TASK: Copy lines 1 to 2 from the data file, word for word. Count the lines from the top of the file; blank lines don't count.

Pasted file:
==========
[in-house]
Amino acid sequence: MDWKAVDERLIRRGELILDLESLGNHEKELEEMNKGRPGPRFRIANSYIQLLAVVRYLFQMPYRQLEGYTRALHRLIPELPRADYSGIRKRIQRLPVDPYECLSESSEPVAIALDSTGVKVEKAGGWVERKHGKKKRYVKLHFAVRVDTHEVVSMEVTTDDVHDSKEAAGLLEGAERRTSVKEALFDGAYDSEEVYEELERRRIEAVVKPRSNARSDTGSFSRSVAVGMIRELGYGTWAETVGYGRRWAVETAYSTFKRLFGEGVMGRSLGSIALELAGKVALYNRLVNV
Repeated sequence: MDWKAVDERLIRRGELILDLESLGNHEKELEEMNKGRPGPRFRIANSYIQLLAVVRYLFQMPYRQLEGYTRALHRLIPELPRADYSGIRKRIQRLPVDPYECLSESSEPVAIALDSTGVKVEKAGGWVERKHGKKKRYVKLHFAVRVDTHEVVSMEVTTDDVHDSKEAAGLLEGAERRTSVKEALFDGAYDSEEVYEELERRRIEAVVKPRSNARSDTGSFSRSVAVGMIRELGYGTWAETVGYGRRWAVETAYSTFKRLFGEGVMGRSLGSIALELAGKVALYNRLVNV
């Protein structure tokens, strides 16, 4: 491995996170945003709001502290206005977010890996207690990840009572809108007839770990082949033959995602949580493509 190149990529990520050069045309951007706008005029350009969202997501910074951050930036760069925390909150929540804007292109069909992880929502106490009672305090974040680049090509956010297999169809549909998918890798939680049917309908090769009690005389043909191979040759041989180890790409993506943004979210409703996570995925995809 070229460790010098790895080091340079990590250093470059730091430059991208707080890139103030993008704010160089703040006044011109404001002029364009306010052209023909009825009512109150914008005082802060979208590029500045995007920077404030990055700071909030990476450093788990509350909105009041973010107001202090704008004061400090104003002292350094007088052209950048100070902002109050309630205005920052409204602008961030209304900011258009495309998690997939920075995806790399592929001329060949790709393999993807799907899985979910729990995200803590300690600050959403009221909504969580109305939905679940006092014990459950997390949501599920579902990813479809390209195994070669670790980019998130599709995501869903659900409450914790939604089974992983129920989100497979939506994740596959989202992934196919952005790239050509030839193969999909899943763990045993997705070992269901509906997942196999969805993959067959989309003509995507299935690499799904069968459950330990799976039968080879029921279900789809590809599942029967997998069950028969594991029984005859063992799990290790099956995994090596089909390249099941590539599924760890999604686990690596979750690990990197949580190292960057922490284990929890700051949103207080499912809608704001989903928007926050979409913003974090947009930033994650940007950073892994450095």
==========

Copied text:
[in-house]
Amino acid sequence: MDWKAVDERLIRRGELILDLESLGNHEKELEEMNKGRPGPRFRIANSYIQLLAVVRYLFQMPYRQLEGYTRALHRLIPELPRADYSGIRKRIQRLPVDPYECLSESSEPVAIALDSTGVKVEKAGGWVERKHGKKKRYVKLHFAVRVDTHEVVSMEVTTDDVHDSKEAAGLLEGAERRTSVKEALFDGAYDSEEVYEELERRRIEAVVKPRSNARSDTGSFSRSVAVGMIRELGYGTWAETVGYGRRWAVETAYSTFKRLFGEGVMGRSLGSIALELAGKVALYNRLVNV